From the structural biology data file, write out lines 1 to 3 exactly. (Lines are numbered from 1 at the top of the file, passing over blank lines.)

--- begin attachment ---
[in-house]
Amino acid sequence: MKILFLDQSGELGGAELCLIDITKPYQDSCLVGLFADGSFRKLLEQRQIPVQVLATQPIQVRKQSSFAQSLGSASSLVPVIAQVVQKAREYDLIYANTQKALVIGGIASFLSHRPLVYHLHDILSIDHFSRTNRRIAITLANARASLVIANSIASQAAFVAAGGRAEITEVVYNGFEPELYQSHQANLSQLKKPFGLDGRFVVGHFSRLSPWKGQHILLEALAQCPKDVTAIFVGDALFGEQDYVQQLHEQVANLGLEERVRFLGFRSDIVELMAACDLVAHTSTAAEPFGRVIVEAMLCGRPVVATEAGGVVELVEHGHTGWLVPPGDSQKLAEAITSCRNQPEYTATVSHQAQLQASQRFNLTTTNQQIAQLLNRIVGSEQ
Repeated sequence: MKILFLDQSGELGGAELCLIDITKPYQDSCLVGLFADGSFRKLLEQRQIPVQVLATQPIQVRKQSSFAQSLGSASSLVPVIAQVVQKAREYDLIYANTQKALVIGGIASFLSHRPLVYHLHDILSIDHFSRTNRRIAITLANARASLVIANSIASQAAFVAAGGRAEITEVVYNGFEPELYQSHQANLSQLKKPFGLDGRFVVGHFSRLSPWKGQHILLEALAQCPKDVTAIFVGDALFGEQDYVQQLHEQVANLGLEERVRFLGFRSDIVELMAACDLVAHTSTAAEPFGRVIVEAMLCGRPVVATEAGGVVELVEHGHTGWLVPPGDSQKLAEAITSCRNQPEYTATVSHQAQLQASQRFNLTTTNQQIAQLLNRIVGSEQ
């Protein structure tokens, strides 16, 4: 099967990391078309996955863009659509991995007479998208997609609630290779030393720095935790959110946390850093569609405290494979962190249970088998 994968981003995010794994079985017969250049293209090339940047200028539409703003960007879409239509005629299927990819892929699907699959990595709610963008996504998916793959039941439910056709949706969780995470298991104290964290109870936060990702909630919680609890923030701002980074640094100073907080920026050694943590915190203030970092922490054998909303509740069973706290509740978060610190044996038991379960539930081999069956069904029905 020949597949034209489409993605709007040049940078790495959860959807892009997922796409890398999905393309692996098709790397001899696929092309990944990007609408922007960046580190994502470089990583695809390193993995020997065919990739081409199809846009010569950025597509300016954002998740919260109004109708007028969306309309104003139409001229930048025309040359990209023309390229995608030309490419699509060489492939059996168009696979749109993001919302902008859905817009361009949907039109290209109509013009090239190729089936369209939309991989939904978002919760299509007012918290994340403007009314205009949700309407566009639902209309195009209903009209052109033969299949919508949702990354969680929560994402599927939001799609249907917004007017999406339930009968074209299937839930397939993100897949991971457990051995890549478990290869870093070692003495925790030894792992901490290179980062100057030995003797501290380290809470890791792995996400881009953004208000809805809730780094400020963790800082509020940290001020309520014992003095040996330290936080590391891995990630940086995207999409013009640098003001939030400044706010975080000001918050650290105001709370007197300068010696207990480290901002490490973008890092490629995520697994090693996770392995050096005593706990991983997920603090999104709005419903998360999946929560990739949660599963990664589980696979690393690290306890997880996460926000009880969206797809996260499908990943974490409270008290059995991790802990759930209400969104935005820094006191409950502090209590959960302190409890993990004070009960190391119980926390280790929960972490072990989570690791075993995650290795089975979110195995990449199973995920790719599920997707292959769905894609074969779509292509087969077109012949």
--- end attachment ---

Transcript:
[in-house]
Amino acid sequence: MKILFLDQSGELGGAELCLIDITKPYQDSCLVGLFADGSFRKLLEQRQIPVQVLATQPIQVRKQSSFAQSLGSASSLVPVIAQVVQKAREYDLIYANTQKALVIGGIASFLSHRPLVYHLHDILSIDHFSRTNRRIAITLANARASLVIANSIASQAAFVAAGGRAEITEVVYNGFEPELYQSHQANLSQLKKPFGLDGRFVVGHFSRLSPWKGQHILLEALAQCPKDVTAIFVGDALFGEQDYVQQLHEQVANLGLEERVRFLGFRSDIVELMAACDLVAHTSTAAEPFGRVIVEAMLCGRPVVATEAGGVVELVEHGHTGWLVPPGDSQKLAEAITSCRNQPEYTATVSHQAQLQASQRFNLTTTNQQIAQLLNRIVGSEQ
Repeated sequence: MKILFLDQSGELGGAELCLIDITKPYQDSCLVGLFADGSFRKLLEQRQIPVQVLATQPIQVRKQSSFAQSLGSASSLVPVIAQVVQKAREYDLIYANTQKALVIGGIASFLSHRPLVYHLHDILSIDHFSRTNRRIAITLANARASLVIANSIASQAAFVAAGGRAEITEVVYNGFEPELYQSHQANLSQLKKPFGLDGRFVVGHFSRLSPWKGQHILLEALAQCPKDVTAIFVGDALFGEQDYVQQLHEQVANLGLEERVRFLGFRSDIVELMAACDLVAHTSTAAEPFGRVIVEAMLCGRPVVATEAGGVVELVEHGHTGWLVPPGDSQKLAEAITSCRNQPEYTATVSHQAQLQASQRFNLTTTNQQIAQLLNRIVGSEQ